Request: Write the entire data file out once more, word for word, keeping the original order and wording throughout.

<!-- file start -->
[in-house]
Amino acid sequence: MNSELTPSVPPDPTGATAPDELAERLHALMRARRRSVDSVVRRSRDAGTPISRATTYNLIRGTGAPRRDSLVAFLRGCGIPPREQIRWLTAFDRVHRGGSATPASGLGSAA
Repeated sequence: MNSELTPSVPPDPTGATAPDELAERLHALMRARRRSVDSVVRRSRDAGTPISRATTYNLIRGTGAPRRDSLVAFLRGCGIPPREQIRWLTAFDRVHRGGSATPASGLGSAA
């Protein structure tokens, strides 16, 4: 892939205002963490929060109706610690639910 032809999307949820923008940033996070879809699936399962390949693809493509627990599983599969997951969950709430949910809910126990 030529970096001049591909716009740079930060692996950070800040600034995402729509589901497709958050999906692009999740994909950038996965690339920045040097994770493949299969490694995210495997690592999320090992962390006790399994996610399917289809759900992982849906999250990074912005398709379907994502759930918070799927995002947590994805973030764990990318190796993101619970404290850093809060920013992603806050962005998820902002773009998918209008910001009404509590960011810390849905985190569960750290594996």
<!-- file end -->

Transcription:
[in-house]
Amino acid sequence: MNSELTPSVPPDPTGATAPDELAERLHALMRARRRSVDSVVRRSRDAGTPISRATTYNLIRGTGAPRRDSLVAFLRGCGIPPREQIRWLTAFDRVHRGGSATPASGLGSAA
Repeated sequence: MNSELTPSVPPDPTGATAPDELAERLHALMRARRRSVDSVVRRSRDAGTPISRATTYNLIRGTGAPRRDSLVAFLRGCGIPPREQIRWLTAFDRVHRGGSATPASGLGSAA
């Protein structure tokens, strides 16, 4: 892939205002963490929060109706610690639910 032809999307949820923008940033996070879809699936399962390949693809493509627990599983599969997951969950709430949910809910126990 030529970096001049591909716009740079930060692996950070800040600034995402729509589901497709958050999906692009999740994909950038996965690339920045040097994770493949299969490694995210495997690592999320090992962390006790399994996610399917289809759900992982849906999250990074912005398709379907994502759930918070799927995002947590994805973030764990990318190796993101619970404290850093809060920013992603806050962005998820902002773009998918209008910001009404509590960011810390849905985190569960750290594996």